SPPARC has unveiled its design for a new museum and visitor centre for The Golden Hinde - a full-scale 300 tonne working replica of the 16th-century sailing galleon, in which Sir Frances Drake famously became the first Englishman to sail around the world. The proposed development of the museum and visitor centre, which is due to be submitted for planning later this year, will follow extensive refurbishment of the ship, which is currently underway in Bankside, London.
For the past few months, passers-by have been privy to a living museum on London's Bankside. St Mary Overie dock has been drained, whilst craftsmen work in situ on the renovation of the ship, using traditional tools and shipwright methods that haven't been used in a London dock for generations. 56 tonnes of huge, sustainably sourced, oak trees have been transported to London from the New Forest, and the National Trust in Sussex to help return the ship to its former glory. The renovation will help set the scene for this new museum and visitor centre which will seek to assert The Golden Hinde as an important historical and cultural monument.
Comprised of two levels, the 1,125m2 proposed scheme will feature a new ticket hall, an accessible education space which will explore the history of Drake, and an exhibition space. At the lower ground level, the new visitor centre will have an external covered walkway with viewing galleries to the ship, WC's, and much-needed offices for staff.
The materiality of the museum and visitor centre echoes the same timber used for the creation and renovation of the ship. Crafted from solid English oak and glass, the proposed museum and visitor centre will wrap around the ship with the education centre seemingly hovering over the water. In the spirit of The Port of London Authority's 2035 Thames Vision, the proposal will open up new views of the River Thames, bringing more community and culture to the river banks. More specifically, visitors will now be able to view a number of key locations along the river that have connections to Drake including Drakes home near Cannon Street and where the original Golden Hinde was moored near Custom House.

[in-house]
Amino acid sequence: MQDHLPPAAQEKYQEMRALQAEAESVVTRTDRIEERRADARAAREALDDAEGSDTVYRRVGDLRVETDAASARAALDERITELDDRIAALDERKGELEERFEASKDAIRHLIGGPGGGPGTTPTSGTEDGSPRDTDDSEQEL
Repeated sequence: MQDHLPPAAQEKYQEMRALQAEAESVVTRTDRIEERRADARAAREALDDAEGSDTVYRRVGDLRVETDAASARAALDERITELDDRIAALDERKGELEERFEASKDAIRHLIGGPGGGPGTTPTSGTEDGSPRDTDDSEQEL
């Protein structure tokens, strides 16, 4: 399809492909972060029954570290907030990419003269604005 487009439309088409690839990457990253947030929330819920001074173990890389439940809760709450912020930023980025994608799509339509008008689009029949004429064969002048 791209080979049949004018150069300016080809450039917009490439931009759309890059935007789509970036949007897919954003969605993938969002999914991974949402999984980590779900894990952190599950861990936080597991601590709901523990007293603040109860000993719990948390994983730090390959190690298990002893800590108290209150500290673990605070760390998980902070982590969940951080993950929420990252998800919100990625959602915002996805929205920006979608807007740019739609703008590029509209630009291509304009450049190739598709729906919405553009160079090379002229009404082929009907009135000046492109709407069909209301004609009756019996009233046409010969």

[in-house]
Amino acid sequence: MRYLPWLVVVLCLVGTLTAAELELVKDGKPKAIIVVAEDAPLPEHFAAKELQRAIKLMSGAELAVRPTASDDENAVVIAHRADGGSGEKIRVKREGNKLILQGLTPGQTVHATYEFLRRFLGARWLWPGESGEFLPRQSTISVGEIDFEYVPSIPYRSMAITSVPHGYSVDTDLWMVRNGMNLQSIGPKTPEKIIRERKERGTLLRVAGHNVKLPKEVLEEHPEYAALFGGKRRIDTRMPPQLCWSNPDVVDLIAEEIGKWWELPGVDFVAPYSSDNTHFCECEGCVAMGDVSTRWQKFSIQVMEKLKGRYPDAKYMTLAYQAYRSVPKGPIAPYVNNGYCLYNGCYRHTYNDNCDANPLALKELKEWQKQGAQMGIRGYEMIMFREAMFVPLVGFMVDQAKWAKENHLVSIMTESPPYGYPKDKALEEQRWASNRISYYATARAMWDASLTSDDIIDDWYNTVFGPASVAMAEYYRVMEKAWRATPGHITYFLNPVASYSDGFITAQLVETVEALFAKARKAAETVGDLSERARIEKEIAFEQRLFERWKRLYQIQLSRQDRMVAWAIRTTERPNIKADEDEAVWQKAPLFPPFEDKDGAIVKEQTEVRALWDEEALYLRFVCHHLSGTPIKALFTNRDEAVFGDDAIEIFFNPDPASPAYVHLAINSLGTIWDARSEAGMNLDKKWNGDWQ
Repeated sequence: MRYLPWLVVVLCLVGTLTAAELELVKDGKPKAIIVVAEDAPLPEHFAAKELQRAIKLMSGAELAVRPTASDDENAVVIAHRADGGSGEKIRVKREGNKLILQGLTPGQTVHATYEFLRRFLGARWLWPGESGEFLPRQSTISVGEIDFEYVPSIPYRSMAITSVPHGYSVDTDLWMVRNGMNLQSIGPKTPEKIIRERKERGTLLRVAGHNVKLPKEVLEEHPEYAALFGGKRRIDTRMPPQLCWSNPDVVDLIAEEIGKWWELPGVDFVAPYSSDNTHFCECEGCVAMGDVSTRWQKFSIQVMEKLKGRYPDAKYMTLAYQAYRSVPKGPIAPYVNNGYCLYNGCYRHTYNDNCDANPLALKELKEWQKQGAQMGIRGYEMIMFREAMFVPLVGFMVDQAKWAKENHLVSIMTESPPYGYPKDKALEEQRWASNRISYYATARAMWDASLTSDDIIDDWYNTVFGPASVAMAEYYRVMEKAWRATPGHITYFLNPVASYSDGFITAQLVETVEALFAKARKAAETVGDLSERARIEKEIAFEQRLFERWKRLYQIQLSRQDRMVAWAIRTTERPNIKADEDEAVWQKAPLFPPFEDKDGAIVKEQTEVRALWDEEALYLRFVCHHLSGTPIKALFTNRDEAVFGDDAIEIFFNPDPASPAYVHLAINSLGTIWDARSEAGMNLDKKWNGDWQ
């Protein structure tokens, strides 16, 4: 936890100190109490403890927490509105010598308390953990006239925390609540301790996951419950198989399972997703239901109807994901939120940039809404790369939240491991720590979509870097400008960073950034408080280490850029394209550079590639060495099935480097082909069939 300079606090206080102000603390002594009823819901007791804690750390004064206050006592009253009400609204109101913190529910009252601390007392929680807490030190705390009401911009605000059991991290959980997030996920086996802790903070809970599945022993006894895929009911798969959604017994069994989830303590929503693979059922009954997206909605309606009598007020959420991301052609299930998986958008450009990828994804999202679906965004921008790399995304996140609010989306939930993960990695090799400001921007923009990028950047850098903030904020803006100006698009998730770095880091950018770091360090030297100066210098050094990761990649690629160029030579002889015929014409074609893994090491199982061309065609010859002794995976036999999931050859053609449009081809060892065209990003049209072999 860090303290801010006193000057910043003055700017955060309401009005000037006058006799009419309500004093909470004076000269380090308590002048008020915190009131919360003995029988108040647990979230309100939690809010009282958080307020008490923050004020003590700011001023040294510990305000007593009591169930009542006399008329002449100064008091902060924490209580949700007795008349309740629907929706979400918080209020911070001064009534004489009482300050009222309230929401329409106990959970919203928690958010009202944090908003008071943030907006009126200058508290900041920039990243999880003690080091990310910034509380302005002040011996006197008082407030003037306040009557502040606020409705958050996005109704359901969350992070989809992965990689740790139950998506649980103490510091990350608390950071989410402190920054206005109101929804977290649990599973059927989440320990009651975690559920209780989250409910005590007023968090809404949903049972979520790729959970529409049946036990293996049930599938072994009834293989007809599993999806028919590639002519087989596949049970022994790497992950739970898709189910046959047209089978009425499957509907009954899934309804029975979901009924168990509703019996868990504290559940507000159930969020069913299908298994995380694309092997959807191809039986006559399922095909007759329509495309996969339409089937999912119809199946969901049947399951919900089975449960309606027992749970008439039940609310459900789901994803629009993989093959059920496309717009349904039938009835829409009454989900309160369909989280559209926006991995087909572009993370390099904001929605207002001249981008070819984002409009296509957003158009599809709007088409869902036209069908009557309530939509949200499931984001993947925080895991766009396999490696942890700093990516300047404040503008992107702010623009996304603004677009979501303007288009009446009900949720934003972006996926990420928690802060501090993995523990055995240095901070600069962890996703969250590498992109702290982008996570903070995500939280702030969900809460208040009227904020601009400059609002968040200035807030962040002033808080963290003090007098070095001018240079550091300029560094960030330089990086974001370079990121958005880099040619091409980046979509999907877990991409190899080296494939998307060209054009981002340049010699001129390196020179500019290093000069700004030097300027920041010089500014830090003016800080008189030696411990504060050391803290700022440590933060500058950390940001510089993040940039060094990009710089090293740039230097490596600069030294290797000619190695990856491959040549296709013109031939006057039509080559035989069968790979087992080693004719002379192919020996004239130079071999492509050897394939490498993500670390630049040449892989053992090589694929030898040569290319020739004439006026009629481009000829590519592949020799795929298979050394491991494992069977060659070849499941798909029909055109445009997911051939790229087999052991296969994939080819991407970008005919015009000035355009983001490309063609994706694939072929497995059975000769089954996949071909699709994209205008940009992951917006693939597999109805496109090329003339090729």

Glass will be used through the lower ground galleries to allow visitors to view the ship from different angles, whilst light and shadow effects cast from the timber structure of the visitor centre will chart the route of Drake's journey around the world in a unique exhibition.
SPPARC's design approach aims to restore, preserve and interpret the history of both the original Golden Hinde and its famous shipman, and the colourful history of the replica herself. Indeed, the ship now moored at Bankside has had many adventures of her own, including her maiden voyage in 1974 in which she travelled more than 140,000 miles from Plymouth to San Francisco.
The Golden Hinde already attracts thousands of visitors annually, and is a recognised landmark for locals and tourists alike. However, SPPARC's proposal for a new museum and visitor centre aims to show that it is also an important part of the cultural and historical offering of the area. The proposal will provide visitors with an exceptional learning experience on the history of the ship and Sir Frances Drake, as well as a dedicated home for artifacts relating to the explorer, which are currently scattered around the world.
Images: Courtesy of SPPARC